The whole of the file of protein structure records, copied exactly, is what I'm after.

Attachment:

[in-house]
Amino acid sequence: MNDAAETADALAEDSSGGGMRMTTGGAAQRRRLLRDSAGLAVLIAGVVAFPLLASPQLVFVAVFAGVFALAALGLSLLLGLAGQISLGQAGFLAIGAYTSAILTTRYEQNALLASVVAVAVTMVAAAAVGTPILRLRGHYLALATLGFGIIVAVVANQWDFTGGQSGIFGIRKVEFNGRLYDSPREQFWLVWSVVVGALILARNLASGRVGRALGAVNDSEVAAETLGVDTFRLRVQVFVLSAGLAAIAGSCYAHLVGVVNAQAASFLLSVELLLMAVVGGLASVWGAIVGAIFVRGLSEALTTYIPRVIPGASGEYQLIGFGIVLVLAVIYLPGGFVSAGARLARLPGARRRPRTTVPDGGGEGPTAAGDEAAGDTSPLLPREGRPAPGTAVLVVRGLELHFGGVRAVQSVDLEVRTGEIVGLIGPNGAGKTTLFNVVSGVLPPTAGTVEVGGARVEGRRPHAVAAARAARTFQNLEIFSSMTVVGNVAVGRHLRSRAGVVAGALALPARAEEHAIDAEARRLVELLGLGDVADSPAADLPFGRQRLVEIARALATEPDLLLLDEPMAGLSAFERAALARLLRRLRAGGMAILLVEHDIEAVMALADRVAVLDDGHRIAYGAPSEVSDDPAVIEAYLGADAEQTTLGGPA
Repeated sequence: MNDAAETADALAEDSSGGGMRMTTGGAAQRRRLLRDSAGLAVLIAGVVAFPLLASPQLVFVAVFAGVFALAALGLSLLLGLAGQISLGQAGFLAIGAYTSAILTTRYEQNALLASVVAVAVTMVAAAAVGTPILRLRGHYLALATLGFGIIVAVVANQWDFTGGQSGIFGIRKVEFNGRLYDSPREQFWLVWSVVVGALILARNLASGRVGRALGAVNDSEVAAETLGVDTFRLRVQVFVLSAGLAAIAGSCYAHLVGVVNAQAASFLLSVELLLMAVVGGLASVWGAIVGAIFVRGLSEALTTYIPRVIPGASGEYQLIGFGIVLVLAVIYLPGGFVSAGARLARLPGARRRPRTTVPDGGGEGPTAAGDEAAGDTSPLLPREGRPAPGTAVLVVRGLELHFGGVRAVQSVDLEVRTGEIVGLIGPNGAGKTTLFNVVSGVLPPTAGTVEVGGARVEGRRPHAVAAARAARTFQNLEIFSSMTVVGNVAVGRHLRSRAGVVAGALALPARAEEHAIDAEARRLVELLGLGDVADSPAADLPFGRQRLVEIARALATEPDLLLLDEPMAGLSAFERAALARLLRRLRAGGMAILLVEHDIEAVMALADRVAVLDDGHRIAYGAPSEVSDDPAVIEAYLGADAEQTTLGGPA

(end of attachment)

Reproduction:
[in-house]
Amino acid sequence: MNDAAETADALAEDSSGGGMRMTTGGAAQRRRLLRDSAGLAVLIAGVVAFPLLASPQLVFVAVFAGVFALAALGLSLLLGLAGQISLGQAGFLAIGAYTSAILTTRYEQNALLASVVAVAVTMVAAAAVGTPILRLRGHYLALATLGFGIIVAVVANQWDFTGGQSGIFGIRKVEFNGRLYDSPREQFWLVWSVVVGALILARNLASGRVGRALGAVNDSEVAAETLGVDTFRLRVQVFVLSAGLAAIAGSCYAHLVGVVNAQAASFLLSVELLLMAVVGGLASVWGAIVGAIFVRGLSEALTTYIPRVIPGASGEYQLIGFGIVLVLAVIYLPGGFVSAGARLARLPGARRRPRTTVPDGGGEGPTAAGDEAAGDTSPLLPREGRPAPGTAVLVVRGLELHFGGVRAVQSVDLEVRTGEIVGLIGPNGAGKTTLFNVVSGVLPPTAGTVEVGGARVEGRRPHAVAAARAARTFQNLEIFSSMTVVGNVAVGRHLRSRAGVVAGALALPARAEEHAIDAEARRLVELLGLGDVADSPAADLPFGRQRLVEIARALATEPDLLLLDEPMAGLSAFERAALARLLRRLRAGGMAILLVEHDIEAVMALADRVAVLDDGHRIAYGAPSEVSDDPAVIEAYLGADAEQTTLGGPA
Repeated sequence: MNDAAETADALAEDSSGGGMRMTTGGAAQRRRLLRDSAGLAVLIAGVVAFPLLASPQLVFVAVFAGVFALAALGLSLLLGLAGQISLGQAGFLAIGAYTSAILTTRYEQNALLASVVAVAVTMVAAAAVGTPILRLRGHYLALATLGFGIIVAVVANQWDFTGGQSGIFGIRKVEFNGRLYDSPREQFWLVWSVVVGALILARNLASGRVGRALGAVNDSEVAAETLGVDTFRLRVQVFVLSAGLAAIAGSCYAHLVGVVNAQAASFLLSVELLLMAVVGGLASVWGAIVGAIFVRGLSEALTTYIPRVIPGASGEYQLIGFGIVLVLAVIYLPGGFVSAGARLARLPGARRRPRTTVPDGGGEGPTAAGDEAAGDTSPLLPREGRPAPGTAVLVVRGLELHFGGVRAVQSVDLEVRTGEIVGLIGPNGAGKTTLFNVVSGVLPPTAGTVEVGGARVEGRRPHAVAAARAARTFQNLEIFSSMTVVGNVAVGRHLRSRAGVVAGALALPARAEEHAIDAEARRLVELLGLGDVADSPAADLPFGRQRLVEIARALATEPDLLLLDEPMAGLSAFERAALARLLRRLRAGGMAILLVEHDIEAVMALADRVAVLDDGHRIAYGAPSEVSDDPAVIEAYLGADAEQTTLGGPA